Despite the conditions, the crowd pressed on and a "sold out" notice was posted on the door by the time the bands hit the stage.
Up first was the atmospheric shoe gazing of New Zealand artist Tamaryn (the singer and band name). Tamaryn's sound resides firmly within the vein of previous shoegaze and dream pop artists, blending elements similar to those of Cocteau Twins, the Jesus and Mary Chain and My Bloody Valentine. And the band does it well, creating a swell of mood and atmosphere within the delayed-echoes of the ambient guitar work and the lush vocals.
It was a warm half-hour wait while the stage was prepped for the Raveonettes. Much of the crowd took to the street outside the venue for a fresh air reprieve. Crowd back in tow, the Danish duo of Sune Rose Wagner and Sharin Foo -- who collectively form the now New York City-based Raveonettes -- took the stage. They had two additional musicians with them, one a standing drummer playing an electronic drum kit (as well as guitar on the opening number) and another guitarist who also played drums at times and triggered electronic samples depending on the song.
The Raveonettes have recently put out a new record Raven in the Grave and they performed a wealth of new material over the 75-minute set. The band was close to breaking up before making the album, searching for a new muse and inspiration, which they surely found. The new songs came across nicely with the combination of electronic sequences and live instruments forming a congruent blend. There seemed to be some issues with the on-stage mix as the band requested adjustments at the board throughout the night, but the house mix sounded just fine.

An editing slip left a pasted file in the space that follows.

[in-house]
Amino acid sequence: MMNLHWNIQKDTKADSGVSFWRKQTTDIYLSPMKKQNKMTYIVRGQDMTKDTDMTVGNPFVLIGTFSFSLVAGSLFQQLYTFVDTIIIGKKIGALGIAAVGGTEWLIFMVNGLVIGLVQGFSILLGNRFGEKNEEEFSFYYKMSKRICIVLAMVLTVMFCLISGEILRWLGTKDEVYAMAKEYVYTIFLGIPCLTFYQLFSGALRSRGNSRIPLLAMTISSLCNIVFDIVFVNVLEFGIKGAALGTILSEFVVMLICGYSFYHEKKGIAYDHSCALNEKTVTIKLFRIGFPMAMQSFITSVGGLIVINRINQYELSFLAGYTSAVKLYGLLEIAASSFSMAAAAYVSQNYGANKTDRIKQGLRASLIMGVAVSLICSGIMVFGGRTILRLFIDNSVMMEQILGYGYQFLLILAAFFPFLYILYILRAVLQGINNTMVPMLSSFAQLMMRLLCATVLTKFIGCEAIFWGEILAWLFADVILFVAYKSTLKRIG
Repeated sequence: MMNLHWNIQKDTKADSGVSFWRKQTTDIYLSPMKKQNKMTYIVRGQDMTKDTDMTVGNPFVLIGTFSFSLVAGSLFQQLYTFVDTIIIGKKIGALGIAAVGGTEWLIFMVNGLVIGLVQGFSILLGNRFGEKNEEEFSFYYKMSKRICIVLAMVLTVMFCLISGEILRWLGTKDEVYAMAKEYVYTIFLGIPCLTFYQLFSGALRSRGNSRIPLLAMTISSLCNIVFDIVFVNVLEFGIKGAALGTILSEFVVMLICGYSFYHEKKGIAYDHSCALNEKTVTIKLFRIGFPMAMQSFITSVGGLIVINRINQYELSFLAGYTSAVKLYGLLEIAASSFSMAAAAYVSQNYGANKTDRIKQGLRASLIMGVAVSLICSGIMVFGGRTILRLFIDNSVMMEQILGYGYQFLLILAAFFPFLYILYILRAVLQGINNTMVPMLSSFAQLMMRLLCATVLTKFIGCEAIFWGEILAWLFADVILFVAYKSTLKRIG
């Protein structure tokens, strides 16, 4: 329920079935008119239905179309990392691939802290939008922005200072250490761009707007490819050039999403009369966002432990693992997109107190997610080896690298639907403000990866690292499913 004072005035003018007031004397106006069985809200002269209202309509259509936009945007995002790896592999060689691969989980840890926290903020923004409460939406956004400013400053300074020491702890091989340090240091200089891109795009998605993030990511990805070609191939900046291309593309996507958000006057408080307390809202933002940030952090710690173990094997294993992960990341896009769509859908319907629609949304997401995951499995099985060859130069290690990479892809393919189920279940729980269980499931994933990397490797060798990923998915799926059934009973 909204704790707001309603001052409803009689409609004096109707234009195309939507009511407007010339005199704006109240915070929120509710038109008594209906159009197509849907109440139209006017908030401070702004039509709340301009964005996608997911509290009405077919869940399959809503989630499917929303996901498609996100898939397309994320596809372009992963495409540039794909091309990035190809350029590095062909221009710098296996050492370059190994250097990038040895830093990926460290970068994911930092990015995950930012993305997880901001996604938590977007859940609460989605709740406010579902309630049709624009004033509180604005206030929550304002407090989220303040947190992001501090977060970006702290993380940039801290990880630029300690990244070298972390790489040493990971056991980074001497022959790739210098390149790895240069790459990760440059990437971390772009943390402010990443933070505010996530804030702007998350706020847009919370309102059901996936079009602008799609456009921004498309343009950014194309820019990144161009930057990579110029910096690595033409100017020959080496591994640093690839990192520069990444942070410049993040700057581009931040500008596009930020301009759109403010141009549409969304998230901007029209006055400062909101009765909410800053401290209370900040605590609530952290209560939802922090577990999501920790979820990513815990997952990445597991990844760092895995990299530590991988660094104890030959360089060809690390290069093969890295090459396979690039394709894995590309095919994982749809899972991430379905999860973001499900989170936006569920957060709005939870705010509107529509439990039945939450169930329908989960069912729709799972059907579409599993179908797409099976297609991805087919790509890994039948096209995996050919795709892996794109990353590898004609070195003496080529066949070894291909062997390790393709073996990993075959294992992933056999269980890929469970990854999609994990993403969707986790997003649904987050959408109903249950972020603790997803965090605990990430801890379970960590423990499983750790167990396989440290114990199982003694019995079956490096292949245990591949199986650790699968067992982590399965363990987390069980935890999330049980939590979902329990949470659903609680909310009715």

"Recharge & Revolt," the album-opener for Raven in the Grave got the night started. The beat to the song has the simplicity of a child rhythmically pounding on trash cans; much of the Raveonettes music relies on this motif of simplicity but broad sonic depth in the arrangements. They played to an abundance of backing tracks over the course of the night -- the new material relying particularly heavy on them -- but never did the music feel sterile or inorganic.
The crowd seemed unfamiliar with the new songs, reacting much more positively to the older songs. The set list was interesting as they played about a 50/50 mix of new material and older songs that covered the course of their catalog.
"Dead Sound," off of 2007's Lust Lust Lust was played early, as was "The Love Gang" from their 2003 debut LP Chain Gang of Love. They worked in some very early material as well, which pleased the crowd, notably "Attack of the Ghost Riders" from the debut EP Whip it On (2002).
Overall, a lot of great Raveonettes songs were missing from the set; that made it kind of an up-and-down evening in terms of crowd response. The audience was particularly chatty throughout the night and seemed at times distracted. I think a lot of the inconsistent response was due in large part to the oppressive heat index inside the venue.
Regardless, the Raveonettes pressed on and played an enthusiastic set full of loud fuzz-and-reverb guitar licks that channeled Dick Dale meets the Jesus and Mary Chain, and plenty of fog and strobe lights bathed the stage, setting the atmosphere for the music.
Front man Sune Wagoner thanked the crowd several times for coming out and seemed genuine and gracious in doing so. "We haven't been here in forever," he said, referencing the city of St. Louis.
The show ended with the moody psychedelic-noise of "Aly, Walk with Me" off of Lust Lust Lust which was a fantastic show closer. It was loud and chaotic and really hit the peak that the night has been missing. Ultimately, it was truly a fine performance by the Raveonettes -- hopefully they will make another appearance in St. Louis, perhaps next winter.